This is the joint website of  Women Against Rape and Black Women's Rape Action Project. Both organisations are based on self-help and provide support, legal information and advocacy. We campaign for justice and protection for all women and girls, including asylum seekers, who have suffered sexual, domestic and/or racist violence.

WAR was founded in 1976. It has won changes in the law, such as making rape in marriage a crime, set legal precedents and achieved compensation for many women. BWRAP was founded in 1991. It focuses on getting justice for women of colour, bringing out the particular discrimination they face. It has prevented the deportation of many rape survivors. Both organisations are multiracial.

 

 

 

Victory against homophobic deportation!

Ruth Mubiru, a lesbian woman who feared persecution if she was returned to her home country of Uganda, was today given full refugee status at her appeal hearing.

Ms Mubiru called from Yarl’s Wood Removal Centre, where she had been detained for the last few weeks, as soon as she was told by the judge of his decision. She was delighted and relieved and looking forward to being released.

The entrenched homophobia of the Ugandan government and its authorities is widely known, and has for some time been the subject of international protests and condemnation. Since the Supreme Court ruled that lgbtq people could not be told they could safely be removed if they kept their sexuality quiet, the Home Office instead disbelieves almost anyone who makes a claim on this basis. Ms Mubiru was put in the Detained Fast Track as soon as she made a fresh asylum claim, and put in Yarl’s Wood Immigration and Removal Centre.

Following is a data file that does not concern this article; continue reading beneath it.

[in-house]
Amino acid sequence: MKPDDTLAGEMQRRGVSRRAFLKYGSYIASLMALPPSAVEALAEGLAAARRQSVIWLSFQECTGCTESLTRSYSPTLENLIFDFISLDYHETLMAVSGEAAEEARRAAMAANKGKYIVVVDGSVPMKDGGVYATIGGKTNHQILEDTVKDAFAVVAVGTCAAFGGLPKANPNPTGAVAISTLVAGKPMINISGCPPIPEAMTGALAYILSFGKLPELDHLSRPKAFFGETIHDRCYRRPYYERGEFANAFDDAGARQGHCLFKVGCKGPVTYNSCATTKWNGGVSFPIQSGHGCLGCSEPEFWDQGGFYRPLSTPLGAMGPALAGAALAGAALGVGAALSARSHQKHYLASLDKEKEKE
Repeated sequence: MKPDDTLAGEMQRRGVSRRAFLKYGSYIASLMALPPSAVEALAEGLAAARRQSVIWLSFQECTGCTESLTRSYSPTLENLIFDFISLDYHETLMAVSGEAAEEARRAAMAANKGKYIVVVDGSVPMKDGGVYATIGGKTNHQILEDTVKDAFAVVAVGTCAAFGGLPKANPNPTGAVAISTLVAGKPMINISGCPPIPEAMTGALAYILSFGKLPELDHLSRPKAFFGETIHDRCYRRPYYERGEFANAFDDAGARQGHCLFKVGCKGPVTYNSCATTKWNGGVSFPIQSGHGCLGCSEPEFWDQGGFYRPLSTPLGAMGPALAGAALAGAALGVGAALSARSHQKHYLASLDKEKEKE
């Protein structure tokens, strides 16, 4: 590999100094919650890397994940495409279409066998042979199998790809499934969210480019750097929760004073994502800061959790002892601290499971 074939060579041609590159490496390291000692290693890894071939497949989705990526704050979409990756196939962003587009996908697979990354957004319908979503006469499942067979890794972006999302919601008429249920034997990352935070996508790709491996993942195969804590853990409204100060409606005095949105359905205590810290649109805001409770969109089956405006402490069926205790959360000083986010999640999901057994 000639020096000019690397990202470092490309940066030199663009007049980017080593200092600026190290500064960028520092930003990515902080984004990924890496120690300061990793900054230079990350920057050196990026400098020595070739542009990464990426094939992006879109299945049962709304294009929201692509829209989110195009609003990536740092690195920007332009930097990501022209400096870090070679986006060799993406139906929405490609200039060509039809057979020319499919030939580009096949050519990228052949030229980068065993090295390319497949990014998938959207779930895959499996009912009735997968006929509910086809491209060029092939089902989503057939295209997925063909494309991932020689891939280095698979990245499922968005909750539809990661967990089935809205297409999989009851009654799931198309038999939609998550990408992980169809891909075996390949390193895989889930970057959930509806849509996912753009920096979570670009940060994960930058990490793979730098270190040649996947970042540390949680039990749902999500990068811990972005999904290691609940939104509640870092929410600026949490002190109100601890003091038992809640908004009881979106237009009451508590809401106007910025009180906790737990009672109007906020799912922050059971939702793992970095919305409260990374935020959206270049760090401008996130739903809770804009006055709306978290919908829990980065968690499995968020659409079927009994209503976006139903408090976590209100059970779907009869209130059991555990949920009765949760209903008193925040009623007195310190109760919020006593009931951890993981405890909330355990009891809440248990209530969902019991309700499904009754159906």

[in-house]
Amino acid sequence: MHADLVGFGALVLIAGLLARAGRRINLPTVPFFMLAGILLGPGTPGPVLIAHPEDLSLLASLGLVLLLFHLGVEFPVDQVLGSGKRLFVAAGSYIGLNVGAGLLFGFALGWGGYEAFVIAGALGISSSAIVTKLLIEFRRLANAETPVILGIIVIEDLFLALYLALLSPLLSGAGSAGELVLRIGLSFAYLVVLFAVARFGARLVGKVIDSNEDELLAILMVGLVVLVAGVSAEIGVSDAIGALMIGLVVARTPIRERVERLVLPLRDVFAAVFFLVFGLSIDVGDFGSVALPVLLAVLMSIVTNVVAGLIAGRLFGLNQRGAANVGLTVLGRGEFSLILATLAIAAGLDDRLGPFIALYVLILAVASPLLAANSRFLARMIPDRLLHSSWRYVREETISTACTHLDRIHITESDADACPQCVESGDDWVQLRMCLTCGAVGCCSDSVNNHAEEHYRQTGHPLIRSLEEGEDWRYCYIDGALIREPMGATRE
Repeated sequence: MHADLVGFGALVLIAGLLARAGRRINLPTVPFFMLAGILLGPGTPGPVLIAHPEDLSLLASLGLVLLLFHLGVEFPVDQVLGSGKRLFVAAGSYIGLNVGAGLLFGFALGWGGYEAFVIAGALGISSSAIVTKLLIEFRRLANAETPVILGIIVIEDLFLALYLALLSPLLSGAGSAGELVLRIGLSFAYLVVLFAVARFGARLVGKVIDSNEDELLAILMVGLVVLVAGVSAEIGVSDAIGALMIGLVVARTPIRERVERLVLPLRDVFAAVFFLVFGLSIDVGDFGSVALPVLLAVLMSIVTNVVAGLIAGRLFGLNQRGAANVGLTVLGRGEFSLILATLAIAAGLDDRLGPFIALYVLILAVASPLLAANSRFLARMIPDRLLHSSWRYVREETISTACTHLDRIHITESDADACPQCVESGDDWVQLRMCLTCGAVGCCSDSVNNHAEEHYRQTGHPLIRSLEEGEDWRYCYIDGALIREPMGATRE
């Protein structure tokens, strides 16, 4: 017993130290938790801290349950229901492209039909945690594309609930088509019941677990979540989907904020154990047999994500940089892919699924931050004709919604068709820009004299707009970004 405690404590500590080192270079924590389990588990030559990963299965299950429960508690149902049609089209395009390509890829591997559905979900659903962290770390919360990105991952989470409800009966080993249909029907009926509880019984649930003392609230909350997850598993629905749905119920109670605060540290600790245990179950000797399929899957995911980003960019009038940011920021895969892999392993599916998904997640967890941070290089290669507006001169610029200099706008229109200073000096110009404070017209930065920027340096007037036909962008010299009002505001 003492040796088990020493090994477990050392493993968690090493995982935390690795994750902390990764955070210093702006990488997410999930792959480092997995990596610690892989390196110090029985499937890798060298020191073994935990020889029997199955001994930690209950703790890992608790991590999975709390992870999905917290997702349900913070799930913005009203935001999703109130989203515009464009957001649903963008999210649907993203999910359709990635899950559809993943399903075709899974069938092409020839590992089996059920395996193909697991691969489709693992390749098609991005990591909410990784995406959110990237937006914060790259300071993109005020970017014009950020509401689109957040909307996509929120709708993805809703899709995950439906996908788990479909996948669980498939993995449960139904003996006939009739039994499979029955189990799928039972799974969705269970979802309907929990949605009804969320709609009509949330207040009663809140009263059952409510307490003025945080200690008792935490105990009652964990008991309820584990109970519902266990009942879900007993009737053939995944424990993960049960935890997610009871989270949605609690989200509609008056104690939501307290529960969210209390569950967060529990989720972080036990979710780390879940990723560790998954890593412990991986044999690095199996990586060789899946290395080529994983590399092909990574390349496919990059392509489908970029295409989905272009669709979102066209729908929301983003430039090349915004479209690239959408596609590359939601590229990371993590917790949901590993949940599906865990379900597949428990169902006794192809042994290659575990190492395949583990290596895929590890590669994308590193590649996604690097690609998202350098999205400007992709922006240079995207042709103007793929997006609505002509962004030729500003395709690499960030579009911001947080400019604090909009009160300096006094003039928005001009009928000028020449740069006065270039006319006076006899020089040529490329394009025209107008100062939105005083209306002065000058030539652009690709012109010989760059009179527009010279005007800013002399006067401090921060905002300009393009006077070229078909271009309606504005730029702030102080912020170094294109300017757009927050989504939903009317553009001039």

Highly unusually, the judge at Ms Mubiru’s appeal told her that she would be given full refugee status. Normally judgement is reserved and issued several weeks later. Ms Mubiru’s evidence corroborating her fear of persecution was clearly very compelling. It is even more extraordinary that this happened in the Detained Fast Track, where women are frequently denied the opportunity to gather evidence, or even legal representation, and thus only 1% of appeals succeed.

Like other women with whom we are working, Ms Mubiru had a number of supporters at her appeal. As legal aid cuts increasingly prevent women getting access to representation and justice, this has become a crucial self-help tool: judges are confronted with the fact that victims are cared for, valued and believed by others in the community, in contrast to the heartless determined disbelief of the Home Office.

Black Women’s Rape Action Project 

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